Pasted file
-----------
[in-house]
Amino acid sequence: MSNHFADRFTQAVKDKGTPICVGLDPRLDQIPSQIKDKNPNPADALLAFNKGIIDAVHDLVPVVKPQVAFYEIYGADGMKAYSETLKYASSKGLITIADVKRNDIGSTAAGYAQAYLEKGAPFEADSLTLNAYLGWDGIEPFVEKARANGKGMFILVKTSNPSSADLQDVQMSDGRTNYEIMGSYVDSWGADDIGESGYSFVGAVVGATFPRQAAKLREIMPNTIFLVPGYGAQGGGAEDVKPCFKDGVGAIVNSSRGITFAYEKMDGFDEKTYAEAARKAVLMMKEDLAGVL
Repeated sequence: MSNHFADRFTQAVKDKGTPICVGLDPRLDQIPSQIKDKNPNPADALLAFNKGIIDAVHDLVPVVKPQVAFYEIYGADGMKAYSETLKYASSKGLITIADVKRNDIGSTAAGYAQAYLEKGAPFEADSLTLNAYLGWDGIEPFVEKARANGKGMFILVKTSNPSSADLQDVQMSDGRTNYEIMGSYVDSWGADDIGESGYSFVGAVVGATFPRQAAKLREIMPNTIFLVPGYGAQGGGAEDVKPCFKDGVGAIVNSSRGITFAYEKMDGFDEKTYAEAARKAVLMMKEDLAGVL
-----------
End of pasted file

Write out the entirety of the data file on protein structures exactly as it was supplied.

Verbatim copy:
[in-house]
Amino acid sequence: MSNHFADRFTQAVKDKGTPICVGLDPRLDQIPSQIKDKNPNPADALLAFNKGIIDAVHDLVPVVKPQVAFYEIYGADGMKAYSETLKYASSKGLITIADVKRNDIGSTAAGYAQAYLEKGAPFEADSLTLNAYLGWDGIEPFVEKARANGKGMFILVKTSNPSSADLQDVQMSDGRTNYEIMGSYVDSWGADDIGESGYSFVGAVVGATFPRQAAKLREIMPNTIFLVPGYGAQGGGAEDVKPCFKDGVGAIVNSSRGITFAYEKMDGFDEKTYAEAARKAVLMMKEDLAGVL
Repeated sequence: MSNHFADRFTQAVKDKGTPICVGLDPRLDQIPSQIKDKNPNPADALLAFNKGIIDAVHDLVPVVKPQVAFYEIYGADGMKAYSETLKYASSKGLITIADVKRNDIGSTAAGYAQAYLEKGAPFEADSLTLNAYLGWDGIEPFVEKARANGKGMFILVKTSNPSSADLQDVQMSDGRTNYEIMGSYVDSWGADDIGESGYSFVGAVVGATFPRQAAKLREIMPNTIFLVPGYGAQGGGAEDVKPCFKDGVGAIVNSSRGITFAYEKMDGFDEKTYAEAARKAVLMMKEDLAGVL